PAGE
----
Finding the ideal dual diagnosis resource is not always an easy task. A primary issue in treatment is the fact that many clients received either treatment for their addiction issues or treatment for their mental health disorder(s), but not treatment for both of the co-occurring disorders. MedLine Plus, a publication provided by the National Institutes of Health, explains that “Someone with a dual diagnosis must treat both conditions.” Treating both the co-occurring mental health and addiction disorders provides optimal chances of achieving and maintaining sobriety while also addressing the mental health symptoms.
Treatment providers often implement a variety of different types of treatment that may include detox services, behavioral therapies, support groups, medication, individual counseling and meetings in a 12-step or non-12 step program environment.
Finding the ideal resource for specific issues or treatment needs does not have to result in an exhaustive search by professionals, potential clients. teens, parents or other loved ones. Consider these dual diagnosis resources to quickly find exactly the fype of resource you need.
While many professionals and individuals in need of treatment likely consider detox only a short term method of ridding the body of alcohol or other drugs, the fact is that detox is often necessary just to stabilize an individual so that the person can enter into a treatment program. Detox is not treatment and rarely results in abstinence. Individuals with dual diagnosis disorders sometimes complete detox before participating in treatment for their substance abuse and mental health disorders.
While some treatment facilities also provide detox services, many do not. An individual sometimes completes detox at a separate facility.
While these only represent a few locations, each state and most counties have detox facilities. To locate one near where you live, you can contact your local or state government page. Below are example state and county detox resources to help guide you.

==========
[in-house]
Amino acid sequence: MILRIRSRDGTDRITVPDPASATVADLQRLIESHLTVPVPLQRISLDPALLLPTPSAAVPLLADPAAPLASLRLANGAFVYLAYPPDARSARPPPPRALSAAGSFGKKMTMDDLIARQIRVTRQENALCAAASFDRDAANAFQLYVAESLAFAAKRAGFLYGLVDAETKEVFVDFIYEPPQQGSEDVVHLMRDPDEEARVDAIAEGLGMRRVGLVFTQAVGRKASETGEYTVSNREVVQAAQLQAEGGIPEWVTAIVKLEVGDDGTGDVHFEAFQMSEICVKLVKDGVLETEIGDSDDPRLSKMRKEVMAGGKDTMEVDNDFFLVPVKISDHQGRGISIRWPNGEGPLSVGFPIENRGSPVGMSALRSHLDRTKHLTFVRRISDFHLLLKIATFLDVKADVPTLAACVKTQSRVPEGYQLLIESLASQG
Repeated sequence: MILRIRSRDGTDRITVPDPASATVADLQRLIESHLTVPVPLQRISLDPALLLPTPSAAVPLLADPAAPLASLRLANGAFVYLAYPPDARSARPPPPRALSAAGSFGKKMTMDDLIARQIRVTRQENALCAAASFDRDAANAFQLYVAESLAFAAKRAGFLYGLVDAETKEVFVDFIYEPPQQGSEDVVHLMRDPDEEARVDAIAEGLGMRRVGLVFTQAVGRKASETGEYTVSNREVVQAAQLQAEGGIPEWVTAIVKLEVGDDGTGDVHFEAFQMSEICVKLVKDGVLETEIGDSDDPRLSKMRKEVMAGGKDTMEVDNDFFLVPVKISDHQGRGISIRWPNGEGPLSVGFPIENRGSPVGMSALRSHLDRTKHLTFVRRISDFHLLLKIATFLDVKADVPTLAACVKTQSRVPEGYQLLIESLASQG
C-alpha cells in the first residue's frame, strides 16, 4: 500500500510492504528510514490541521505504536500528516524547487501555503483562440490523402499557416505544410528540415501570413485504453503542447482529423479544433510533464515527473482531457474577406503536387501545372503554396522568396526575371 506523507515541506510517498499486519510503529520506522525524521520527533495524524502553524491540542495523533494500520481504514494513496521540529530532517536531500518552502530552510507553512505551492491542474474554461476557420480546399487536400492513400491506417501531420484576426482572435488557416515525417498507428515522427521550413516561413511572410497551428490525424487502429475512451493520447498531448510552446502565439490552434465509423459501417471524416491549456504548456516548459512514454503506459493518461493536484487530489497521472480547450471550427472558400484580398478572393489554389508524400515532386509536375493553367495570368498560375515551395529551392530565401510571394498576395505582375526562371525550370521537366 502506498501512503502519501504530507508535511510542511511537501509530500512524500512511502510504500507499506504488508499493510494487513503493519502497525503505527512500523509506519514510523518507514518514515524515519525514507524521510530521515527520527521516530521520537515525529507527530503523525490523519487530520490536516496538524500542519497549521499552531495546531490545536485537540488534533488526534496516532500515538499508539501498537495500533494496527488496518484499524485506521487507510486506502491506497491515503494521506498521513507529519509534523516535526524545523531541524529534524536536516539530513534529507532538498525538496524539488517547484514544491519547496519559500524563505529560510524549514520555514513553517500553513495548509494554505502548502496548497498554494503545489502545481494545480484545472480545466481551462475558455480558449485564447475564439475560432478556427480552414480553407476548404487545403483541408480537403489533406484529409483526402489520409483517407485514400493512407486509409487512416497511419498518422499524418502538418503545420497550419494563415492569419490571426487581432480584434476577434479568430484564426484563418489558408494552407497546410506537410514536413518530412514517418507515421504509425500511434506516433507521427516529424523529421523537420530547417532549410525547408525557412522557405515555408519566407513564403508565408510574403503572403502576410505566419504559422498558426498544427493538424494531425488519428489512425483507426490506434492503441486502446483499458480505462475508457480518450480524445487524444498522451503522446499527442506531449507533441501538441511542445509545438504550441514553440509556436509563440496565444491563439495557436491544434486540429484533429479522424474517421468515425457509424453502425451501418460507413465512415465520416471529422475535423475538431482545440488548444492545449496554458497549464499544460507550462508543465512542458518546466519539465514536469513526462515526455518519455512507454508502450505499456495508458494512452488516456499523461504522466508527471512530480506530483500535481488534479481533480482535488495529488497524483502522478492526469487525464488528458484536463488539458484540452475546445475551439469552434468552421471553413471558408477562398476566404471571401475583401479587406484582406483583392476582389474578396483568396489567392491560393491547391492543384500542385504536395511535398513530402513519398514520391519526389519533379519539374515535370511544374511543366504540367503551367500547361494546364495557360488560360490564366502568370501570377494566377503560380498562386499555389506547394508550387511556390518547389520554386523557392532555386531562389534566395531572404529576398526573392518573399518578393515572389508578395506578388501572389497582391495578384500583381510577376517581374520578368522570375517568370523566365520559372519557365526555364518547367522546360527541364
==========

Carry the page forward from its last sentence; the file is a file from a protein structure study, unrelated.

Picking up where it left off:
It does not matter if you entered into a substance abuse, mental health or dual diagnosis program in the past. Perhaps you left before you completed the treatment program. Perhaps you did successfully complete treatment but relapsed. Whatever your individual story or circumstances, there are resources to help you learn more about dual diagnosis, often referred to as “co-occurring disorders” and resources to help you find treatment.
Although treatment professionals receive training in dual diagnosis disorders, gaining knowledge in the field of co-occurring disorders is an ongoing learning process. Multiple resources exist to guide treatment professionals in gaining further expertise in treating dual diagnosis disorders and for creating and implementing the right treatment plan, as well as locating ideal treatment resources.
Parents, educators, treatment providers and teens themselves can find the resources needed to get help for teens suffering from dual diagnosis disorders. Comprehensive treatment is available. Just as when assessing adults, every mental health treatment facility should assess teens for substance abuse disorders and every substance abuse facility should also assess teens for mental health disorders.
28. NIDA for Teens
Veterans and current members of the U.S. Military sometimes suffer from dual diagnosis disorders. Resources are available for members of the U.S. Military and U.S. Military Veterans in need of dual diagnosis services including services for Post Traumatic Stress Disorder (PTSD).
When a loved one suffers from a dual diagnosis disorder, it affects more than that individual. Families suffer too. While some family members accompany their loved one to meetings, that is likely not enough. Consider these resources for family members of individuals suffering from dual diagnosis disorders.